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Handbook of Research on Nature Inspired Computing for Economics and Management

Rennard, Jean-Philippe (Ed)
Idea Group Inc.: Hershey, PA, USA, 2006
ISBN 1591409845 (pb)

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Reviewed by Erol Taymaz
Middle East Technical University

Cover of book Jean-Philippe Rennard has achieved a tremendous task of editing 58 papers written by 103 researchers in two volumes of the Handbook of Research on Nature-Inspired Computing for Economics and Management. Nature-inspired computing, that is almost synonymous with evolutionary computing, has become an influential research methodology in the last couple of decades thanks to enormous increase in computing power. The Handbook by Rennard provides a stocktaking of the state-of-the-art in the field.

The papers edited in the Handbook are grouped in nine topical sections (the numbers of papers are in parentheses): Nature-Inspired Computing (6), Social Modeling (7), Economics (13), Design and Manufacturing (5), Operations and Supply Chain Management (12), Information Systems (4), Commerce and Negotiation (4), Marketing (3), and Finance (4). The Foreword by Eric Bonabeau offers the justification for the Handbook: "The foundations of economics have for so many years ignored the realities of human behavior and decision making that it has become a joke for business practitioners, managers, and consultants". However, a new breed of economists is now emerging. These new economists and social scientists are employing new techniques, such as "evolutionary algorithms, co-evolution, swarm intelligence, social networks, multi-objective decision making, and agent-base modeling", to understand, model, approximate, or even enhance human behaviour. The Handbook provides many examples of new approaches and artificial-life techniques that have been developed and used to analyze real-life problems.

Although the papers are grouped by their application areas in the Handbook, I would like to classify them by their content, for this review, into three categories: review essays, theory and methodology, and applications.

Review essays

There is a large number of "literature review" type papers in the Handbook. Of course, it is a necessity to have a retrospective and prospective overview of the field. The paper by Rennard himself (Ch. I) provides a succinct introduction to artificiality and simulation in social sciences. He explains basic concepts (complexity, emergence, etc.), and basic approaches (bottom-up modelling, multi-agent systems, etc.), and ends up his chapter by mentioning the limits of artificial societies. Axelrod's chapter (Ch. VII) would have been the second chapter in the Handbook, because it is an excellent blueprint on doing simulation research. He first shows how published work in simulation is very widely dispersed. Then, he summarizes where we can use simulation, and how we should use it.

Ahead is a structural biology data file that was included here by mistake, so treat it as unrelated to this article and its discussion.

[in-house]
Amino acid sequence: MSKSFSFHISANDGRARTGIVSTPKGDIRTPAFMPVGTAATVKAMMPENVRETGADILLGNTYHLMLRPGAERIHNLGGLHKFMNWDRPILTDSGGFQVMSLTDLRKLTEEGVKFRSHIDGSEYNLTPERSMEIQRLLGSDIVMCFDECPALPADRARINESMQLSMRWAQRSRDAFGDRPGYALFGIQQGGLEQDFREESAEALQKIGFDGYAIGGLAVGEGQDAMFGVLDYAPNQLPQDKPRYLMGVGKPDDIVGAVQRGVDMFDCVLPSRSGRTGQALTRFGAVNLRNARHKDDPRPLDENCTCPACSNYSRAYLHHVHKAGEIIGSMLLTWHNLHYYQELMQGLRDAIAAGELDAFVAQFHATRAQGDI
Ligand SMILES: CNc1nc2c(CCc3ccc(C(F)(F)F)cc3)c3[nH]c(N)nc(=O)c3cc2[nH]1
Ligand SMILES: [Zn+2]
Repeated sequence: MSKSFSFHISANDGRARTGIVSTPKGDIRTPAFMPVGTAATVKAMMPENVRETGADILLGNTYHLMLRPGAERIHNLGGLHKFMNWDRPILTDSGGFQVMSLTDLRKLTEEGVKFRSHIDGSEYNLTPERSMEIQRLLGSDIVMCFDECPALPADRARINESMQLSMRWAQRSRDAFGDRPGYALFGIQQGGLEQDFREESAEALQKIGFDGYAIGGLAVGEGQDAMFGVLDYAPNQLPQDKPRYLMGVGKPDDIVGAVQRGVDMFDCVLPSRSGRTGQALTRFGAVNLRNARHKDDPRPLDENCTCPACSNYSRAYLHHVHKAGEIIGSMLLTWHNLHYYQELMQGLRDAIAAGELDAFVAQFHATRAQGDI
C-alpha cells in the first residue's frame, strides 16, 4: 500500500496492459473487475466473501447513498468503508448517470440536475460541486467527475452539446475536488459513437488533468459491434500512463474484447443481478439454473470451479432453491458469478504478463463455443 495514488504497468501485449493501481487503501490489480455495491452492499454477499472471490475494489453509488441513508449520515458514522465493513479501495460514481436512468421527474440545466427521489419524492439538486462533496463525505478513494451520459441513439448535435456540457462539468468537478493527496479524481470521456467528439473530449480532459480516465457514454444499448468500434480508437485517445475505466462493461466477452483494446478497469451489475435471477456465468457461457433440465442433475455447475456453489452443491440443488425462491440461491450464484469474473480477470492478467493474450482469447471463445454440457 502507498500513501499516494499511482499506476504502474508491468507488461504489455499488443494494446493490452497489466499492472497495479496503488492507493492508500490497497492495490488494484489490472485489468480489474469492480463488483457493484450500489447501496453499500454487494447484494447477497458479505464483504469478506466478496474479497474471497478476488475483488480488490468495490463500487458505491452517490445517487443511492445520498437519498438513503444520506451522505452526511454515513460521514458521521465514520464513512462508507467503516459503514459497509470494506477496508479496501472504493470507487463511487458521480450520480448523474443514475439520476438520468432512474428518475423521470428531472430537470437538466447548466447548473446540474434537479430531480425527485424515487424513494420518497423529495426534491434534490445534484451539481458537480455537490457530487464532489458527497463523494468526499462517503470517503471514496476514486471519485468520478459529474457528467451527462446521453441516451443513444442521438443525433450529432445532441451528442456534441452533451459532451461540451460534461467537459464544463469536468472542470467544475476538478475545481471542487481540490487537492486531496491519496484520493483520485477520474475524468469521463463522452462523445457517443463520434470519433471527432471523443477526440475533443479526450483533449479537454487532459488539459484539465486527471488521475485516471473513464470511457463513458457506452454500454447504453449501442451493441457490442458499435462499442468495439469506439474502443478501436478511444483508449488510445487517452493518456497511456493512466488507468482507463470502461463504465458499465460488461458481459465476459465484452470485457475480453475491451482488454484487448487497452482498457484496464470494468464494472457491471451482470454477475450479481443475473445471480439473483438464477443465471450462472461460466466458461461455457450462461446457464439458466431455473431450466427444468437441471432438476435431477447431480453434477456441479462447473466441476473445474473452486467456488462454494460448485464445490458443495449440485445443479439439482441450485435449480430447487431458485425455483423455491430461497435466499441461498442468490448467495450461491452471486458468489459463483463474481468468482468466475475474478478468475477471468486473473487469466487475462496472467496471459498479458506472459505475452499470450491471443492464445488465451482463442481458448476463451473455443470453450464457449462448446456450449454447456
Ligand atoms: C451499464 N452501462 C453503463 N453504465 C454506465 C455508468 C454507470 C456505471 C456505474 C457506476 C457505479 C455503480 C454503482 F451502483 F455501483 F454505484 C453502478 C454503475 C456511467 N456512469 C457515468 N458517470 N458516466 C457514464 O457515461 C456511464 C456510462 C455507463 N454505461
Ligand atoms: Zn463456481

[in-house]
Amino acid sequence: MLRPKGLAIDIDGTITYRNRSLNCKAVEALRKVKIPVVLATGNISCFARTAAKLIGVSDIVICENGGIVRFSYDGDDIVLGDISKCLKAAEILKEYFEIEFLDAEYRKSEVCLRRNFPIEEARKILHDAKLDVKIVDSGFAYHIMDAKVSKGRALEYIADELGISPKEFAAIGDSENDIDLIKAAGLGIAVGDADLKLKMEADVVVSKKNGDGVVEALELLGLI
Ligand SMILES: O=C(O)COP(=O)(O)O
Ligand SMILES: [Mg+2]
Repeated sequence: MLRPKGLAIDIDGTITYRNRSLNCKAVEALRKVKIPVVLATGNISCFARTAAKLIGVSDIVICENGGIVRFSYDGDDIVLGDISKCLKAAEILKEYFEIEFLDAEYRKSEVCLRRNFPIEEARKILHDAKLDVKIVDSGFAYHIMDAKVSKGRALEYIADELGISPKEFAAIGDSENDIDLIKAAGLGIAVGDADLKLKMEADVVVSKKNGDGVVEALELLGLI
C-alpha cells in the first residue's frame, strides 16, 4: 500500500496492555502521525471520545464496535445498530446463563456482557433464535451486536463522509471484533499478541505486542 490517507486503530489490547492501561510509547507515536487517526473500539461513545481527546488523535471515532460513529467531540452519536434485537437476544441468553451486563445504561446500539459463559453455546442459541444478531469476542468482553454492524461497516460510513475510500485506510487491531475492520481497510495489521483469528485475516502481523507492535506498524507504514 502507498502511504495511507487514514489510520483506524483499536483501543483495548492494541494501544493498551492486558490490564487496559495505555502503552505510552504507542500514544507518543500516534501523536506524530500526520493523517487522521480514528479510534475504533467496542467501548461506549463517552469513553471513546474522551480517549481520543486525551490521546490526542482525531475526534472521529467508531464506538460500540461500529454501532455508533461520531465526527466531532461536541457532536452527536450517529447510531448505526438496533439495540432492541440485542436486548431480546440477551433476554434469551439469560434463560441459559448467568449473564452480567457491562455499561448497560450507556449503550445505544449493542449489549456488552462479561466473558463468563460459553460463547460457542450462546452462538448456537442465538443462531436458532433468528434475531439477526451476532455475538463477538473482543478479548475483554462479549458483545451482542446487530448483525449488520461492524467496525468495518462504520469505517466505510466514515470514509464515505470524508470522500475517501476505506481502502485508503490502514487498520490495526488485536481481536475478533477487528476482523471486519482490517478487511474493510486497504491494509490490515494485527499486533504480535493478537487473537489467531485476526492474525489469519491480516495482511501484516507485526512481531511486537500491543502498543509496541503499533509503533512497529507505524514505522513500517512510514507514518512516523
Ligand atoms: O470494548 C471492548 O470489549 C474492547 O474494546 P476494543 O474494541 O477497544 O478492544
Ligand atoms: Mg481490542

The review essay by Collet and Rennard (Ch. III) is focused on stochastic optimization algorithms, and they discuss very briefly the main characteristics, and pros and cons of various stochastic/evolutionary optimization algorithms (random search, hill-climbing, simulated annealing, tabu search, neural networks, evolutionary algorithms and genetic programming, data-level parallelism, particle swarm optimization, and ant colony optimization). The next chapter by Collet gives the flavour of evolutionary algorithms, and discusses the main aspects and operators of evolutionary algorithms, like representation of individuals, definition of fitness functions, variation operators (crossover and mutation), and selection and replacement operators. Verhagen (Ch. VIII) and Bruun (Ch. XIV) present a brief introduction to agent-based modelling in sociology and economics, respectively, whereas Di Marzo Serugendo (Ch. XXIX) describes the main characteristics of autonomous systems (decentralized control, self-organization, emergent behaviour, etc.) with a special reference to engineering applications.